Nineveh History of the Ancient Assyrian City

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Nineveh was an age-old Assyrian city in Upper Mesopotamia, near Mosul in modern-day northern Iraq. It was the capital and biggest city of the Neo-Assyrian Empire, and the world's biggest city for some decades, and is on the eastern bank of the Tigris River. It's now a prevalent name for the portion of Mosul that's on the Tigris' eastern bank, and it is also the name of the nation's Nineveh Governorate.

It was the world's largest city for about fifty years till it was sacked by a union of its previous subject tribes, including but not limited to the Babylonians, Medes, Persians, Scythians, and Cimmerians, in the year 612 BC, following a severe period of civil dispute in Assyria. The city was never ever a political or administrative center again, though it was the seat of a Christian bishop by Late Antiquity. Throughout the Middle Ages, it weakened in contrast to Mosul and was mainly deserted by the 13th century AD.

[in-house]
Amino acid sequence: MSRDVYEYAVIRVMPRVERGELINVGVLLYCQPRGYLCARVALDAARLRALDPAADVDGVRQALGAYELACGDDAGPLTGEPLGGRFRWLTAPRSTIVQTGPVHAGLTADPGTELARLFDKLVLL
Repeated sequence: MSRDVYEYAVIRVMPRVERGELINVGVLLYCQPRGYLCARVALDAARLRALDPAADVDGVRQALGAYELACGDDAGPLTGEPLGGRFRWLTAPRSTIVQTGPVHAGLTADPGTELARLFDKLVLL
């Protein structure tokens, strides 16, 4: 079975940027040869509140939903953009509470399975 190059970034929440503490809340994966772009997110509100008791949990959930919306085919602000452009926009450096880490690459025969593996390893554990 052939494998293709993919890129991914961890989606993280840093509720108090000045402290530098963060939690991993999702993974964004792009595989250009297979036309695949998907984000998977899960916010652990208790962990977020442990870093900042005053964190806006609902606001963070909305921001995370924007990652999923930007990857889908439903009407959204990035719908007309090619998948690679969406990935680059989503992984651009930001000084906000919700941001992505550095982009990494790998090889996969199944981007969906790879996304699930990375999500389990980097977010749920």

In the Bible, it has been mentioned several times, and it is the center of attention in the story of Jonah, who was swallowed up by a whale or fish and spat out on the beach, only to hear from God that he still needed to go to Nineveh and give the people a chance to repent.

There is much more to this mysterious city of the ancient. Learn more by reading or listening to this book!